<B>The Heatsink</B>:


I've bought 3 Intel P4 CPUs, from the 1.6A to the 2.4C and now the 3.0C. This is the best Intel heatsink to date. With a copper block on the bottom of it, and a good thermal pad, this is also one of the best stock heatsinks I have seen. I removed the pad with some lighter fluid and then wiped the remains off and then put some silver pasty on it.

<center>Heatsink 2</center>

The second thing that I really like about the Intel brand of chips is the heatsink. I'm not talking about the way it cools, I'm talking about the way it goes on the CPU. drop it in, click it in place and then tighten it! It is as simple as that. AMD could really learn from that instead of using the stupid mounting clips. By the way, the P4 has good thermal management. Try running a P4 without a heatsink. Sure the computer will crash, but the CPU will be fine. I know, it happened to a customer in the shop here.
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Test System:

I wanted to test this CPU from a purely upgrading stand point. I had a 2.4C GHz previously in my system, so I figured to test it again that as I was upgrading that. Overclocking will come in the next article.

Abit IS7-E (The E means CHEAP!)
512MB Crucial PC3200
Radeon 9500 Pro
And a bunch of other standard stuff that really doesn't matter in the long run (you know what I mean).

Everything was run at 640x480 at the lowest possible detail setting to test the CPU and not the graphics card. In all benchmarks, red denotes the 3GHz while the gray denotes the 2.4GHz.

<center>3DMark 2K1</center>

First up is the always popular 3D Mark 2001 330. All the games were run at the low detail settings. This is a DirectX 8 benchmark. As you can see, the extra 600 MHz of CPU is a big help in the older generation of DirectX.

<center>3DMark 2K3</center>

And the 'current' generation 3D Mark 2003. The CPUs are identical pretty much except for some tests.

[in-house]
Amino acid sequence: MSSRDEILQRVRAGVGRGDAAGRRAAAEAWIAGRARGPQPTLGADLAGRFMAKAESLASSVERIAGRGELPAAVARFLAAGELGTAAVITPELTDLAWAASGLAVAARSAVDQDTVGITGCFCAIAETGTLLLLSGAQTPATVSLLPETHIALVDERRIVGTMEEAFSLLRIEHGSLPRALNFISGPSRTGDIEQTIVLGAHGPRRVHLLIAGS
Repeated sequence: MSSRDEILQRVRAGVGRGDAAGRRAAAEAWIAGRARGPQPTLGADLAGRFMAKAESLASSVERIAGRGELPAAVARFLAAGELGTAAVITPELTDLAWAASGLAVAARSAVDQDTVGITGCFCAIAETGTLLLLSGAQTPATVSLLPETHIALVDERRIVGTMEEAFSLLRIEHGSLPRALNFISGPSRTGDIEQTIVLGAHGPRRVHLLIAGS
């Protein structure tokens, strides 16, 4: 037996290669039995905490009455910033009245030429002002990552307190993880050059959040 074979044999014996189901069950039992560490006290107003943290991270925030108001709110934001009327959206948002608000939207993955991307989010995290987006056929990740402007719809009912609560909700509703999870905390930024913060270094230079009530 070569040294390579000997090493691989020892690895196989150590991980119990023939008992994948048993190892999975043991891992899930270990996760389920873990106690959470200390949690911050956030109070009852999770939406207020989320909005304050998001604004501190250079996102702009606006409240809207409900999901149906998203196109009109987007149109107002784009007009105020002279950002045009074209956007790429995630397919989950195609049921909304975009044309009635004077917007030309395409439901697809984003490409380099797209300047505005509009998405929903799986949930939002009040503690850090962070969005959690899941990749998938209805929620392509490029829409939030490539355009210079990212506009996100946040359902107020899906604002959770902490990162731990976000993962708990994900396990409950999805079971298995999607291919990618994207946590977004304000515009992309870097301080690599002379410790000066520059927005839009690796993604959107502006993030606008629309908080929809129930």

<center>PC Mark 2K2</center>

PC Mark shows the difference that a new CPU makes. Faster and better (well, so they say...)


The workstation benchmark using OpenGL. SPEC is a industry standard benchmark utilizing many programs that many designers and engineers use. We can see that a CPU plays a big role in the intense calculations needed.

<center>Sandra Arithmetic</center>

From a purely CPU standpoint, of course it is going to be better.

<center>Sandra Multimedia</center>

Yeah, again, the same thing happens.

We can conclude that a faster CPU is... faster. What a surprise!


I purchased a bundle for retail employees that contained the CPU, motherboard and XP OEM. By the way, anyone want to buy XP Pro? Anyway, you can purchase the 3.0C for <a href="">about $280</a>. I would consider this a buy if you have a CPU that doesn't have the 800MHz FSB already. The problem is, you can buy a 2.4C and overclock it to 3GHz speeds with ease. I was doing this, and I'm sure over 70% of people that bought 2.4Cs are doing it also. It is up to you if you want to spend the extra money and not worry about overclocking, and some will be happy doing it.